For various reasons, I’ve never been too keen on recruiting. Ranking 18 year old kids based on their performances in high school and attempting to guess how those performances will translate into the college level has been a concept I’ve never fully respected as legitimate.
Rather than analyze the incoming class on the number of stars various sports sites have awarded them, I prefer to evaluate them based on where they’re coming from, how they can contribute in the near future and what the analytics say about the coaching staff and program as a whole.
Let’s start by looking solely at the numbers second-year head coach Mike MacIntyre is bringing in. The 2014 class consists of 22 players. Eleven play defense, eight are offensive and three are utility athletes. Nearly half the class (10 players) comes from California. Four hail from Colorado, three from various JUCO colleges, two from Texas and Utah and one from Hawaii.
A couple of these numbers stand out. The first is the number of recruits from Colorado and the second is the number of recruits from California. One would initially think only four recruits from the school’s home state is an immediate red flag, but that number is actually on par, mirroring the average for the last 10 classes.
While in-state recruiting is important, it is also important to assess the supply and demand of both your program and the country. It’s sort of like the idea of doing your grocery shopping at your local farmer’s market or at the national Walmart chain. While it’s preferable to shop locally, the farmer’s market doesn’t always have everything you need and you resort to the larger chain with the larger selection.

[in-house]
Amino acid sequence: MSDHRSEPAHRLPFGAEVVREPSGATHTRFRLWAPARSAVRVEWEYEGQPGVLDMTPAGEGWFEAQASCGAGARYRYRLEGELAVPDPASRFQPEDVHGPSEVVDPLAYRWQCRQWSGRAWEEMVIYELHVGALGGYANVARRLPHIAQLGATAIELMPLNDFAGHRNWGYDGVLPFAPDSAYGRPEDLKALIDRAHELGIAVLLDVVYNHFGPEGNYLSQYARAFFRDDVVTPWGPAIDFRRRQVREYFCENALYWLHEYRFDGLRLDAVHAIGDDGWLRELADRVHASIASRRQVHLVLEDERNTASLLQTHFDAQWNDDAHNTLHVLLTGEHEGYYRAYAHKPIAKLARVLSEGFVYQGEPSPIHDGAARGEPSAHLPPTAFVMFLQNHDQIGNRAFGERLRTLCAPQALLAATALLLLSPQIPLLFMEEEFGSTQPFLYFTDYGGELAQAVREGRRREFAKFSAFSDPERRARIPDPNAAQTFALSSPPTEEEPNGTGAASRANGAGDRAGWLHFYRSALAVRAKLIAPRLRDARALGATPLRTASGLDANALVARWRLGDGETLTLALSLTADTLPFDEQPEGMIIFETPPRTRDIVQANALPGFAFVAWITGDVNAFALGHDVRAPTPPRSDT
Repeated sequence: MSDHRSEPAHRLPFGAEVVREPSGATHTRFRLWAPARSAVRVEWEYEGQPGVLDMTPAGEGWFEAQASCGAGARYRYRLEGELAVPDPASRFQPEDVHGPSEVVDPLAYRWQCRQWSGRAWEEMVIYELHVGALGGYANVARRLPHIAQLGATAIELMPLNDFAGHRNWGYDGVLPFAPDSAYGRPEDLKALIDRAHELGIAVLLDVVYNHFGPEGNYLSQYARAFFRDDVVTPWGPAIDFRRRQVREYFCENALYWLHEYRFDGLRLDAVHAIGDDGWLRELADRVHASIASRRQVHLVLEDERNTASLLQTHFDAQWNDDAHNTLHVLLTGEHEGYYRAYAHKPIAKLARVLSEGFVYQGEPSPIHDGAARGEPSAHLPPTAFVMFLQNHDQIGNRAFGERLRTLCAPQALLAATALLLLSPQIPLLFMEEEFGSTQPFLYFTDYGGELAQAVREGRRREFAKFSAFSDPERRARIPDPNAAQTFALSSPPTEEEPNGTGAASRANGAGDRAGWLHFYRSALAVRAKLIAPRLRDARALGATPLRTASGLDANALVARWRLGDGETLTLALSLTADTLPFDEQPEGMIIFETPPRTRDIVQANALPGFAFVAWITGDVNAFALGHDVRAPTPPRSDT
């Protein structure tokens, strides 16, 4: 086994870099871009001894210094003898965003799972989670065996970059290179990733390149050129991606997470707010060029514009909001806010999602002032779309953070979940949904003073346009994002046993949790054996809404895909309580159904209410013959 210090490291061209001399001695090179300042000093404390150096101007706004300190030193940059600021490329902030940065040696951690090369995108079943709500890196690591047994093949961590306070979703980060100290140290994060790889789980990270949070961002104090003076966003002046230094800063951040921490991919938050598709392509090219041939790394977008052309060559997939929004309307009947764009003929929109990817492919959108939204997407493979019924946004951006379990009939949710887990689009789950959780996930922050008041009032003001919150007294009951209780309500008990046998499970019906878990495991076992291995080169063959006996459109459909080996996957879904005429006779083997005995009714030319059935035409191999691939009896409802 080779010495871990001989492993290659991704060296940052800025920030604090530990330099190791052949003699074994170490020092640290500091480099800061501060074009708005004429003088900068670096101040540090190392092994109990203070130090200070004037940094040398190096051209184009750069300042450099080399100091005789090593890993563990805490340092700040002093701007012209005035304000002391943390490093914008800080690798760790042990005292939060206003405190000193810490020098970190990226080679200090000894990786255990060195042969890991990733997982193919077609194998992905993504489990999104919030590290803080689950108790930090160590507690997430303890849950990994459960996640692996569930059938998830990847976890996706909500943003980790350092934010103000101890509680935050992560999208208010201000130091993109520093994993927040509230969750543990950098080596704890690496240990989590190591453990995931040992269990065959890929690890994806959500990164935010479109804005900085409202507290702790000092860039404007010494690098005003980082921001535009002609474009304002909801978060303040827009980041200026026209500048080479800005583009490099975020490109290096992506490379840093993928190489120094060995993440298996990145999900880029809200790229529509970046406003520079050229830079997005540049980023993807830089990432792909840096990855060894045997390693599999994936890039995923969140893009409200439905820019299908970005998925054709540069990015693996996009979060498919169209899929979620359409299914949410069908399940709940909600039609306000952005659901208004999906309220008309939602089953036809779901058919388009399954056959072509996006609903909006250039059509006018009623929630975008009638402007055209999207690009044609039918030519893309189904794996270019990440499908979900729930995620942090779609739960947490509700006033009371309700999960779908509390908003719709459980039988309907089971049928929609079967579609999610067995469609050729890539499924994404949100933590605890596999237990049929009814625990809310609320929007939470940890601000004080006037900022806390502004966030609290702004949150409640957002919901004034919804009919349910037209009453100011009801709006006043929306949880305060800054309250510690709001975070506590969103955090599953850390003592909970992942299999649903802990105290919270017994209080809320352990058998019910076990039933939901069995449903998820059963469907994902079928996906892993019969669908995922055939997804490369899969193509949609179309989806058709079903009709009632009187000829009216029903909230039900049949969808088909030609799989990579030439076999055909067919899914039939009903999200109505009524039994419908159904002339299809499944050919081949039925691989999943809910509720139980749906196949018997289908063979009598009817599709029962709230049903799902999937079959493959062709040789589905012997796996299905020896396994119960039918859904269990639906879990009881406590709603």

MacIntyre is from California and has already established recruiting roots there. Remember that MacIntyre and his coaching staff coached at San Jose State for three years, so he and his staff have pre-existing connections to local California high school coaches. Realistically, these connections are stronger and more trustworthy than the ones still being developed here in Colorado.
Now let’s look at the actual content of the class. With the departure of star play-maker Paul Richardson to the NFL draft, there appears to be a concerted effort to find his replacement. Lee Walker and Shay Fields are incoming wideouts that show similar speed and builds to Richardson. Walker in particular shows the most potential to fill Richardson’s shoes. He comes from a dominating high school career, having caught 82 passes as a senior at St. John Bosco, which was 16-0 and ranked as the No. 1 team in California (and in the country, by some sources). Being the focal point for a talented high school team should serve Walker well as he begins to work his way into what will hopefully be a similar role at CU.
Another name to watch for on the offensive side will be 6’6”, 230-pound tight end Dylan Keeney. MacIntyre has said that Keeney reminds him of his San Jose State tight end Ryan Otten, who broke every record for the position at the university and now plays for the San Diego Chargers. Keeney has an almost-identical stature to Otten and combines his build with speed, which should allow him to break out as a wide receiver and help stretch the field.
On the defensive side of the ball, All-Colorado 6’3” 195-pound defensive back Evan White shows a lot of promise. White comes from Aurora, Colo., where he was a three-year starter at Cherokee Trail High School. The Denver Post called him arguably the best defensive player in Colorado and Mile High Sports Magazine listed him as the top cornerback in the state. His mix of athleticism and speed will theoretically transfer well into the Pac-12, where the ability to play in space is absolutely critical as a defensive back. Similar to Keeney, White is another rare mix of speed and size and should be entirely capable of helping out.
These are just a couple of the highlighted names that will be joining the Buffs squad. There’s a lot to be excited about with this year’s class, and with 18 players who played another sport at the varsity level in high school, there’s no questioning the athleticism of the group as a whole.
But as I said before, a lot can happen in their transition from high school to college football, where individual performance is secondary to team performance. No one player is a fix-all hero, but through the culmination of promising athletes year after year, a program can grow and be reborn as the powerhouse it once was.
Contact CU Independent Staff Writer Grayson O’Roark at Grayson.Oroark@colorado.edu.